If you have explored the mountains of Utah, you’ve inevitably heard the iconic high-pitched chirp associated with Utah’s Yellow-Bellied Marmot.
Sporting chubby cheeks, large front teeth, a reddish-brown tail that spins like a helicopter rotor when fleeing, a greyish-brown back, white patch of fur between the eyes, and a yellow-orange belly, these sun-loving, flower-chewing mammals exude a Buddhist-type nature, especially when compared to their frantic neighbors, the pika.
Yellow-bellied marmots belong to the mammalian order Rodentia, in the squirrel family Scirudae. This family includes all species of prairie dog, chipmunk, and the woodchuck. Marmots fall under the genus “marmota.” The scientific name of yellow-bellied marmots is “Marmota flaviventris.” Although the origin of the term marmota is not certain, one accepted interpretation stems from a similar Latin word meaning “mountain mouse.” Flaviventris means “yellow belly” in Latin.
There are 15 species of marmot worldwide, all in the northern hemisphere. Most live in mountainous areas such as the Alpine marmot found only in Europe, though some live in rough grasslands. Although commonly believed to be in the same genus, the prairie dog is not classified in the genus Marmota, but in the related genus Cynomys.
When alarmed, yellow-bellied marmots emit a shrill whistle which earned them the nickname “whistle pigs,” by early settlers. Sometimes they make a “chucking” sound, which could explain another nickname, “rock chuck.” Additional monikers for marmots include “whistlers”, “mountain marmots”, and “snow pigs.”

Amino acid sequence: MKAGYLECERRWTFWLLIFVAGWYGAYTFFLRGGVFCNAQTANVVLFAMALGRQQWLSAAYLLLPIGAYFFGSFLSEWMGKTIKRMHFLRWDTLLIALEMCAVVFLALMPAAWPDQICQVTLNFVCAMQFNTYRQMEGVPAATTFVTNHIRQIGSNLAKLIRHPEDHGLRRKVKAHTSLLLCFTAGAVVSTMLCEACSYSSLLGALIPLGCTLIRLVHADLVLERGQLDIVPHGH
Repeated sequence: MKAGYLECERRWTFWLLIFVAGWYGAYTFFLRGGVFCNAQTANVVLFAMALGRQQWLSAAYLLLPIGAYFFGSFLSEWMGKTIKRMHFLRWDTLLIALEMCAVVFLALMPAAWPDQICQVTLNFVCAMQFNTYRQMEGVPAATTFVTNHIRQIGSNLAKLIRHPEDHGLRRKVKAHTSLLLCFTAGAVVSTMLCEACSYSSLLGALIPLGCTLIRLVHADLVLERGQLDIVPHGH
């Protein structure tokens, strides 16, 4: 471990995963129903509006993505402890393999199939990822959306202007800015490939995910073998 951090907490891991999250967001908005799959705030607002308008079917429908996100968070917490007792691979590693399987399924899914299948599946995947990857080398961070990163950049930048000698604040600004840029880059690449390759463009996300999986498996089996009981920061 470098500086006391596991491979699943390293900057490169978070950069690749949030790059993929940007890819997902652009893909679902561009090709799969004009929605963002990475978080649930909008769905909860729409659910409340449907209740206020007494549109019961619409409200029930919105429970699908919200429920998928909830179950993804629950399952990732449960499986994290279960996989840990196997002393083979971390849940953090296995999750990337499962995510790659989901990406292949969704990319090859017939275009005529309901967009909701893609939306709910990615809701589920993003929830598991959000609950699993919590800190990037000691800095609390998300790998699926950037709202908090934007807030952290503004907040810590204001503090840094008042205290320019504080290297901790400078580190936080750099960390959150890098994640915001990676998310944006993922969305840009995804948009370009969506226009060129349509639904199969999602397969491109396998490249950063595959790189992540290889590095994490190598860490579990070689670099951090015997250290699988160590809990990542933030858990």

Yellow-bellied marmots live at average elevations of 6,000-13,000 feet throughout western North America. They are often found in highland meadows and steppes, and almost always near rocks. Burrows are usually constructed in areas with plentiful plants which comprise the marmot’s main diet: herbaceous grasses and forbs, flowers, legumes, grains, fruits, and insects. Marmots spend the summer months sunning on warm rocks and fattening up in preparation for winter hibernation which can last up to 8 months.Thus, they are especially plump in the fall, right before hibernation, and reach weights of around 8-11 pounds. They may also estivate in June in response to dry conditions and a lack of green vegetation, only to reappear later in the summer when food is once again plentiful.
The typical social structure of yellow-bellied marmots includes a single male with a range of one up to four females. Males are territorial and aggressively protect their harem from other male marmots and smaller predators such as the ermine. Other predators to the yellow-bellied marmot include coyotes, foxes, badgers, bears, and eagles. Females raise their annual offspring of 3-8 jointly with other females within the harem. Baby marmots or pups are born relatively undeveloped and require large amounts of care until they emerge from the nest three weeks later. Only about half of marmot pups survive and become yearlings. If they make it through the first year, marmots may live up to 15 years of age.
Given that they spend about 80% of their life in a borrow, 60% of which is in hibernation, consider yourself lucky the next time you encounter a chubby, sun-bathing, whistling marmot!
For Utah State University Extension Sustainability, this is Roslynn Brain.
Images: Courtesy and copyright Roslynn Brain, Photographer
Text: Roslynn Brain, Utah State University Extension Sustainability
Yellow-bellied Marmot, Utah Conservation Data Center, Division of Wildlife Resources, State of Utah Natural Resources, http://dwrcdc.nr.utah.gov/rsgis2/search/Display.asp?FlNm=marmflav
Marmot, Rocky Mountain National Park, http://www.nps.gov/romo/learn/nature/marmot.htm
Yellow-bellied Marmot (Rockchuck), Deseret News, 14 Mar, 1998,